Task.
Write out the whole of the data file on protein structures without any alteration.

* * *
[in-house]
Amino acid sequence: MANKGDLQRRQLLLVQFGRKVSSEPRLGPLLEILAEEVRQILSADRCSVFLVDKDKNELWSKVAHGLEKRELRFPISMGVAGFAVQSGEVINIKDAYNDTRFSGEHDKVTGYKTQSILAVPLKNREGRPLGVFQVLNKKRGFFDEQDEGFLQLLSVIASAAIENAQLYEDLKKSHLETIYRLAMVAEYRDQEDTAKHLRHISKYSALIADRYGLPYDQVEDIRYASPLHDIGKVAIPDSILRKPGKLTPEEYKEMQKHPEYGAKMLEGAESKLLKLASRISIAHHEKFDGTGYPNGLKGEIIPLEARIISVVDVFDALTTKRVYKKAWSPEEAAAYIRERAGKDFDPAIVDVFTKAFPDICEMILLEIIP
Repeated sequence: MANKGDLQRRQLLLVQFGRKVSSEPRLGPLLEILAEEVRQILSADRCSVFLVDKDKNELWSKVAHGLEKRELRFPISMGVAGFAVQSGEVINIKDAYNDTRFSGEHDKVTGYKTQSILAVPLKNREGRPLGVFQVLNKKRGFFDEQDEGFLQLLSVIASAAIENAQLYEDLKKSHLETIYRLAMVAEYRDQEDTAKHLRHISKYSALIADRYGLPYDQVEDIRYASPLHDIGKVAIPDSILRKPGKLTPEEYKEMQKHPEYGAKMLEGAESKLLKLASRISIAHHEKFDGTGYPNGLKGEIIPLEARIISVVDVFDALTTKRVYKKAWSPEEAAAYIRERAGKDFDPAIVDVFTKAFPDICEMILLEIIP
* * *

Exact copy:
[in-house]
Amino acid sequence: MANKGDLQRRQLLLVQFGRKVSSEPRLGPLLEILAEEVRQILSADRCSVFLVDKDKNELWSKVAHGLEKRELRFPISMGVAGFAVQSGEVINIKDAYNDTRFSGEHDKVTGYKTQSILAVPLKNREGRPLGVFQVLNKKRGFFDEQDEGFLQLLSVIASAAIENAQLYEDLKKSHLETIYRLAMVAEYRDQEDTAKHLRHISKYSALIADRYGLPYDQVEDIRYASPLHDIGKVAIPDSILRKPGKLTPEEYKEMQKHPEYGAKMLEGAESKLLKLASRISIAHHEKFDGTGYPNGLKGEIIPLEARIISVVDVFDALTTKRVYKKAWSPEEAAAYIRERAGKDFDPAIVDVFTKAFPDICEMILLEIIP
Repeated sequence: MANKGDLQRRQLLLVQFGRKVSSEPRLGPLLEILAEEVRQILSADRCSVFLVDKDKNELWSKVAHGLEKRELRFPISMGVAGFAVQSGEVINIKDAYNDTRFSGEHDKVTGYKTQSILAVPLKNREGRPLGVFQVLNKKRGFFDEQDEGFLQLLSVIASAAIENAQLYEDLKKSHLETIYRLAMVAEYRDQEDTAKHLRHISKYSALIADRYGLPYDQVEDIRYASPLHDIGKVAIPDSILRKPGKLTPEEYKEMQKHPEYGAKMLEGAESKLLKLASRISIAHHEKFDGTGYPNGLKGEIIPLEARIISVVDVFDALTTKRVYKKAWSPEEAAAYIRERAGKDFDPAIVDVFTKAFPDICEMILLEIIP